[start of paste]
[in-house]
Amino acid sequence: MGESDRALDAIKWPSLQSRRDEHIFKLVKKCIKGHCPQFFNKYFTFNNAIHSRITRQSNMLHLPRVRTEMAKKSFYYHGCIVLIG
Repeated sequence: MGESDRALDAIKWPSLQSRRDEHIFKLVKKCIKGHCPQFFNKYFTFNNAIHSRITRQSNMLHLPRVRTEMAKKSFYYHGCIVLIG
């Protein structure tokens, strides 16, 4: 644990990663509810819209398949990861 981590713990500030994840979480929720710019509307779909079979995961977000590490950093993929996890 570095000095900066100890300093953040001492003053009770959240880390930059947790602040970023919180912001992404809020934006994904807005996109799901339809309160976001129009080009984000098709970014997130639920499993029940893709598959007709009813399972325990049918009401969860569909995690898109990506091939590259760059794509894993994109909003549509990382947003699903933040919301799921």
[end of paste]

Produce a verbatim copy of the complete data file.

[in-house]
Amino acid sequence: MGESDRALDAIKWPSLQSRRDEHIFKLVKKCIKGHCPQFFNKYFTFNNAIHSRITRQSNMLHLPRVRTEMAKKSFYYHGCIVLIG
Repeated sequence: MGESDRALDAIKWPSLQSRRDEHIFKLVKKCIKGHCPQFFNKYFTFNNAIHSRITRQSNMLHLPRVRTEMAKKSFYYHGCIVLIG
């Protein structure tokens, strides 16, 4: 644990990663509810819209398949990861 981590713990500030994840979480929720710019509307779909079979995961977000590490950093993929996890 570095000095900066100890300093953040001492003053009770959240880390930059947790602040970023919180912001992404809020934006994904807005996109799901339809309160976001129009080009984000098709970014997130639920499993029940893709598959007709009813399972325990049918009401969860569909995690898109990506091939590259760059794509894993994109909003549509990382947003699903933040919301799921």